“The most critical part is having a conversation with the people housed at these institutions. We focused on individuals as well as small and big groups of them, trying to understand their experience,” said Tarique. “Sexual abuse is something that especially the children are not very vocal about. They are not able to share it very easily. It wasn’t upfront that all the children spoke about it but there were some children who shared that this was happening. Some used another girl’s name saying that it happened with that person. It was basically indicating more like a pattern or the environment of the place.”
The TISS team leader said that the most important part was the body language employed by him and his colleagues. “It is important how you carry yourself in the institution. Like if you enter the superintendent’s office and two children bringing in tea for you notice you are comfortable with him, they take the message to the barrack that there is no point in telling these people anything. We avoided that – no refreshments were accepted,” he said.
Tarique said that when the TISS team spoke to the children in private, they strictly disallowed any institution member to enter the room on any pretext. “We had to warn the staff that if they come in on any pretext, we will have to complain to the government. This gave the children the confidence to speak up,” he said. The TISS team would also never counter-check what children told them with the staff there immediately in front of them. “If you do so immediately, the moment you leave, the child would be reprimanded and beaten up,” he said.
The key was to be realistic with the children. “We told them we may not be able to change everything, we did not make tall promises. But we assured them that whatever they would tell us, we would report it and it would go to the highest authority. The children related to us when we clearly told them this is how much we will be able to do and what we will not be able to do. Our mandate was not to investigate a crime – it is something we stumbled upon,” Tarique told ET.
He cited the example of some institutions having well-maintained registers that recorded minutes of meetings of children committees. “Two boys were part of the committee as per the register. Our team member talked separately to these boys to ask, ‘what did you decide in the last meeting’? We realised the boy had no idea about the committee,” he said.
TISS has recommended that children be made part of the evaluation process. “Till you do that, you are not going to be able to stop such abuse,” said Tarique. The team has also recommended that social audits be made compulsory. “Child protection officers focus mainly on the administrative side of a facility. Nobody spends time with users of the facility,” said Tarique.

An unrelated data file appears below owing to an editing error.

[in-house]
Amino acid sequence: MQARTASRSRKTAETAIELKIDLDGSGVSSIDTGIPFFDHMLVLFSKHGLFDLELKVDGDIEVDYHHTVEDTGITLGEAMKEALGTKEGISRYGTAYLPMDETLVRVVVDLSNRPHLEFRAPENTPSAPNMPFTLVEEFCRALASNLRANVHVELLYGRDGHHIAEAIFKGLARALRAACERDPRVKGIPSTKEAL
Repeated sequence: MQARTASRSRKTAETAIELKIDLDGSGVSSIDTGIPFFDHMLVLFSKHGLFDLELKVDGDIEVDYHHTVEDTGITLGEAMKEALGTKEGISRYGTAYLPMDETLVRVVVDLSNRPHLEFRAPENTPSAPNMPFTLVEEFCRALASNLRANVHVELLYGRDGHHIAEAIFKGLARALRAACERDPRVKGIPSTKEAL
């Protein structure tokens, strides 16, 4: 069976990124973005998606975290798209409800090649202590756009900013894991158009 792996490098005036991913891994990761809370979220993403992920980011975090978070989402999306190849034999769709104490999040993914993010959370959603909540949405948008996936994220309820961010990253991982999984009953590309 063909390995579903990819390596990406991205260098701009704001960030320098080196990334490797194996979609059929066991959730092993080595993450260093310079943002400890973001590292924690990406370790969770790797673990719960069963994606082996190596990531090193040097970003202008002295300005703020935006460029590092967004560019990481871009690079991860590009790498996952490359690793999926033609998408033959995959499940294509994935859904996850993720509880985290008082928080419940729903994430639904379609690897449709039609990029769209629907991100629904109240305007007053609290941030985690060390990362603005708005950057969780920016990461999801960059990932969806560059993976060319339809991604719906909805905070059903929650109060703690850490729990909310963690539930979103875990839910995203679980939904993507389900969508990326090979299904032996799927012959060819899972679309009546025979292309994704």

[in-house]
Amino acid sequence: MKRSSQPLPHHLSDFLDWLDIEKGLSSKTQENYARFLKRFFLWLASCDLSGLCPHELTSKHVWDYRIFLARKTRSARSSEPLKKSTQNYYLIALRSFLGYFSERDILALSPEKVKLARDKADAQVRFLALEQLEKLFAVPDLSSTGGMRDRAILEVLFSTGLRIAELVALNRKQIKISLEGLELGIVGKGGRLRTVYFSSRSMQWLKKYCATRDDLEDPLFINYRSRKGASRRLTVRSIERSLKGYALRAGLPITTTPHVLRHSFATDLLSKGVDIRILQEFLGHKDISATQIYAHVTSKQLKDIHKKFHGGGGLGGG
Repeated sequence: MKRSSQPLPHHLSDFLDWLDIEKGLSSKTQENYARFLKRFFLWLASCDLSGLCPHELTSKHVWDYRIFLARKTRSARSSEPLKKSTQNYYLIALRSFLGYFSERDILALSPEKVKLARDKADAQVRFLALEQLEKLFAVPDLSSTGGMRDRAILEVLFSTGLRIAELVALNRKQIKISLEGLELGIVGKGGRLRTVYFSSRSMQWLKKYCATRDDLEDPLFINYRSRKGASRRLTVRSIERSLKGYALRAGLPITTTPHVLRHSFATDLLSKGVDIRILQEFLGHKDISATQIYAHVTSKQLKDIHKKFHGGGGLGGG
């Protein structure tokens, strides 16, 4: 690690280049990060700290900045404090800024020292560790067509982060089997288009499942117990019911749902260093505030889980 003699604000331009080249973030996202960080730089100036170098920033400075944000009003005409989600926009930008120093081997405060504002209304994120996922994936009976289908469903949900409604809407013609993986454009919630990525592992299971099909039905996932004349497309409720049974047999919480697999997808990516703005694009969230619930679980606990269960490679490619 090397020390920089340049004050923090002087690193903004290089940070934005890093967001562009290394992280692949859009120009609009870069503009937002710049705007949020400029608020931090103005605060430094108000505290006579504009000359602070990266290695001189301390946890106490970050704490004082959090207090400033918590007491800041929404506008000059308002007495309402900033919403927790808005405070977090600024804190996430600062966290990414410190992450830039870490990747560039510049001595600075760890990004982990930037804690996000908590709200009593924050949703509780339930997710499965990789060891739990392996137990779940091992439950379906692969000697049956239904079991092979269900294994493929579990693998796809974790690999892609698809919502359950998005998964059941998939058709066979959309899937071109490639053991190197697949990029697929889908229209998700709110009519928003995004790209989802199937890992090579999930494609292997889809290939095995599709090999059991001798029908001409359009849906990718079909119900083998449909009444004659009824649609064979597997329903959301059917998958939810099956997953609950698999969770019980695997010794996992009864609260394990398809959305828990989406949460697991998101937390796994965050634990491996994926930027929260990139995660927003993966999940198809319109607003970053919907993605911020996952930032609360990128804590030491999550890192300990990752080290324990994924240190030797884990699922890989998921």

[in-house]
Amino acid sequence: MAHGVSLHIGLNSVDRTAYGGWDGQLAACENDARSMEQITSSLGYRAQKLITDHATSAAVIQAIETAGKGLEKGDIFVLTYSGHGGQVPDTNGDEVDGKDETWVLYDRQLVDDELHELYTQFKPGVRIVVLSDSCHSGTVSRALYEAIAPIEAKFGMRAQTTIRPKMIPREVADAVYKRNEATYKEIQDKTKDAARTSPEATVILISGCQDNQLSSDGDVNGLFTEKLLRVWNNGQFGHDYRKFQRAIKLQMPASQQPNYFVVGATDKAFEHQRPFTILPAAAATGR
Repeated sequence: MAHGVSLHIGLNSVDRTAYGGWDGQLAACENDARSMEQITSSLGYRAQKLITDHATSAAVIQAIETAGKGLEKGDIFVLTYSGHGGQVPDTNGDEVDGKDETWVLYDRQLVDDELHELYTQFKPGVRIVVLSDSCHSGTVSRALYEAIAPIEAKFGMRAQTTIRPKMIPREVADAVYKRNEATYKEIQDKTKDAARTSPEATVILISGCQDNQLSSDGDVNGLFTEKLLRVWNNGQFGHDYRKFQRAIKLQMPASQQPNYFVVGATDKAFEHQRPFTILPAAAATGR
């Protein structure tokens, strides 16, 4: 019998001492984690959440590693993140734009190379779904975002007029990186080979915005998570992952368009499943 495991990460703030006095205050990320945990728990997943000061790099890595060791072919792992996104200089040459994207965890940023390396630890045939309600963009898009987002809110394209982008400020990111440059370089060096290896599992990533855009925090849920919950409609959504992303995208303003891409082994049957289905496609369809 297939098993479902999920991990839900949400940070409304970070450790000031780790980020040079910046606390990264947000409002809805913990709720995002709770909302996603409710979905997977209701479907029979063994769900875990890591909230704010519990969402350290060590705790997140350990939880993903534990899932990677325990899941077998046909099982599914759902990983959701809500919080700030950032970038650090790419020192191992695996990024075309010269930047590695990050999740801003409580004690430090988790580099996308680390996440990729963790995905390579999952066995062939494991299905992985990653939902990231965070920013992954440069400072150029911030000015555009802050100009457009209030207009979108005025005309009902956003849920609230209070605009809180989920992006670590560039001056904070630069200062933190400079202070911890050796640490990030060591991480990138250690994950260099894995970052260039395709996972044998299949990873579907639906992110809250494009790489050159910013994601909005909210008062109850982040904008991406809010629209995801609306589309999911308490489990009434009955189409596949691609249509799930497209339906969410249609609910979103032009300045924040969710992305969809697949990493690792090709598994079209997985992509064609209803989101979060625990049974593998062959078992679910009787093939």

A Meath man has been jailed for two years for the rape and sexual assault of his younger sister on their family farm and home which has been described as “a house where sexual abuse was culture”.
The 46-year-old man was convicted by a Central Criminal Court jury last March on two charges of sexual assault and one of rape on dates between August 1987 and September 1988.
The girl was aged between 11 and 12 years old at the time, while her brother was four years older. The court heard she was able to date the incidences by reference to her own confirmation and her sister's wedding.
Their older brother was convicted last January, following a separate Central Criminal Court trial, of four counts of raping and three counts of sexually assaulting another sister at various locations between 1983 and 1990. He was sentenced to 10 years with the final two and half years suspended last March.
Colman Fitzgerald SC, defending the 46-year-old accused told Ms Justice Úna Ní Raifeartaigh that the family home was “a house where sexual abuse was culture. A very unwell and dysfunctional household.”
A local garda agreed with him that his client told gardaí in interview that he had also been abused by his brother. He said in interview, following his arrest on these allegations, that something had happened him with his brother that “should not have” and he went into his sister's room and tried to have sex with her.
The man maintains though that the incidences which his sister reported to gardaí didn't happen. The garda confirmed that the woman also referred to her brother telling her during a rape that “an adult had said it was OK”.